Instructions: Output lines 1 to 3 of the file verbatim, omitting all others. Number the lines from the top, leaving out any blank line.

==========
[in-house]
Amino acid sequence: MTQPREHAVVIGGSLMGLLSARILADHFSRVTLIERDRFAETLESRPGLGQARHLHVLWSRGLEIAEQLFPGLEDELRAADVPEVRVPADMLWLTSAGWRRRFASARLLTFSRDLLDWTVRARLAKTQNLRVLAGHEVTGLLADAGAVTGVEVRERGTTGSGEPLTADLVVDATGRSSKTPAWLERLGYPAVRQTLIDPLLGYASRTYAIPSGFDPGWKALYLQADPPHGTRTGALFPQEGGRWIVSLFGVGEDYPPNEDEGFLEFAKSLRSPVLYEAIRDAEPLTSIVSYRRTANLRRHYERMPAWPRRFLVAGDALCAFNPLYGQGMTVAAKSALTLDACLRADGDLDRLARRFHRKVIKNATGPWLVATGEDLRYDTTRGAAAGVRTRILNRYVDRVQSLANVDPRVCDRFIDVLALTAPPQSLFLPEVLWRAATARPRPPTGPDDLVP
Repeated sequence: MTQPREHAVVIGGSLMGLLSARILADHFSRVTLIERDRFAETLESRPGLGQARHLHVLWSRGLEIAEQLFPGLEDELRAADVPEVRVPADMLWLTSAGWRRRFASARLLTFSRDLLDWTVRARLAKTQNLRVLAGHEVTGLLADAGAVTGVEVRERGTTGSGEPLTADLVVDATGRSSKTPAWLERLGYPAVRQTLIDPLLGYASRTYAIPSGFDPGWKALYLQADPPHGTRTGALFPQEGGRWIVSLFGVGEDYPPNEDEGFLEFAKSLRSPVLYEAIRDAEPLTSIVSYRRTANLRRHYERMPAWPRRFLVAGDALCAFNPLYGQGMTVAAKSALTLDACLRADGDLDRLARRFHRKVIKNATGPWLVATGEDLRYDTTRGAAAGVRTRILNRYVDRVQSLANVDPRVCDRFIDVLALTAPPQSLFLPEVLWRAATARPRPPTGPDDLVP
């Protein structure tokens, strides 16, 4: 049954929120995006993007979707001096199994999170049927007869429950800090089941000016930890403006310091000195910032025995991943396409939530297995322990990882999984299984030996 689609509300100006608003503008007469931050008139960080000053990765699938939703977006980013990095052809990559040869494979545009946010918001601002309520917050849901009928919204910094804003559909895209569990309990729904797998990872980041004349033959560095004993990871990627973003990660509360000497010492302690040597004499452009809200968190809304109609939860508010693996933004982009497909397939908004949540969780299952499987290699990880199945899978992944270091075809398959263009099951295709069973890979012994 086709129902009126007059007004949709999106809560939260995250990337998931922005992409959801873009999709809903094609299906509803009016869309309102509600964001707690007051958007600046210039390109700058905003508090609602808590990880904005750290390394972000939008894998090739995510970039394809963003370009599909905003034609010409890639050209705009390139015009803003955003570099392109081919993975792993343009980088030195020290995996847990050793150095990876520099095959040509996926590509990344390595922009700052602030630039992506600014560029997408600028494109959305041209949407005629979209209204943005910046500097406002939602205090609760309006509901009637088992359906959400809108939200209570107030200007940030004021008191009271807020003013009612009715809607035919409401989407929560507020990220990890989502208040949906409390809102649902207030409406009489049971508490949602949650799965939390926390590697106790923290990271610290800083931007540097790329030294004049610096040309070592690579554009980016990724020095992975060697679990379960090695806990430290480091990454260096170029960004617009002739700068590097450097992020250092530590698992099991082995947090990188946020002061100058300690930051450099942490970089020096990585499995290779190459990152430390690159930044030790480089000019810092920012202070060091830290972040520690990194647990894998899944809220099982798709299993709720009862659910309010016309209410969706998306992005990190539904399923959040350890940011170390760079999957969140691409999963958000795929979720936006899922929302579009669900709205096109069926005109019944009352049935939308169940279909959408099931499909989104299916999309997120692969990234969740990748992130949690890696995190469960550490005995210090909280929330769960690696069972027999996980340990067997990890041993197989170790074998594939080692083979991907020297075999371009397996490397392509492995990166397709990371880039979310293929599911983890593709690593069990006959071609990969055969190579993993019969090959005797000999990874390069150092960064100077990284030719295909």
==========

[in-house]
Amino acid sequence: MTQPREHAVVIGGSLMGLLSARILADHFSRVTLIERDRFAETLESRPGLGQARHLHVLWSRGLEIAEQLFPGLEDELRAADVPEVRVPADMLWLTSAGWRRRFASARLLTFSRDLLDWTVRARLAKTQNLRVLAGHEVTGLLADAGAVTGVEVRERGTTGSGEPLTADLVVDATGRSSKTPAWLERLGYPAVRQTLIDPLLGYASRTYAIPSGFDPGWKALYLQADPPHGTRTGALFPQEGGRWIVSLFGVGEDYPPNEDEGFLEFAKSLRSPVLYEAIRDAEPLTSIVSYRRTANLRRHYERMPAWPRRFLVAGDALCAFNPLYGQGMTVAAKSALTLDACLRADGDLDRLARRFHRKVIKNATGPWLVATGEDLRYDTTRGAAAGVRTRILNRYVDRVQSLANVDPRVCDRFIDVLALTAPPQSLFLPEVLWRAATARPRPPTGPDDLVP
Repeated sequence: MTQPREHAVVIGGSLMGLLSARILADHFSRVTLIERDRFAETLESRPGLGQARHLHVLWSRGLEIAEQLFPGLEDELRAADVPEVRVPADMLWLTSAGWRRRFASARLLTFSRDLLDWTVRARLAKTQNLRVLAGHEVTGLLADAGAVTGVEVRERGTTGSGEPLTADLVVDATGRSSKTPAWLERLGYPAVRQTLIDPLLGYASRTYAIPSGFDPGWKALYLQADPPHGTRTGALFPQEGGRWIVSLFGVGEDYPPNEDEGFLEFAKSLRSPVLYEAIRDAEPLTSIVSYRRTANLRRHYERMPAWPRRFLVAGDALCAFNPLYGQGMTVAAKSALTLDACLRADGDLDRLARRFHRKVIKNATGPWLVATGEDLRYDTTRGAAAGVRTRILNRYVDRVQSLANVDPRVCDRFIDVLALTAPPQSLFLPEVLWRAATARPRPPTGPDDLVP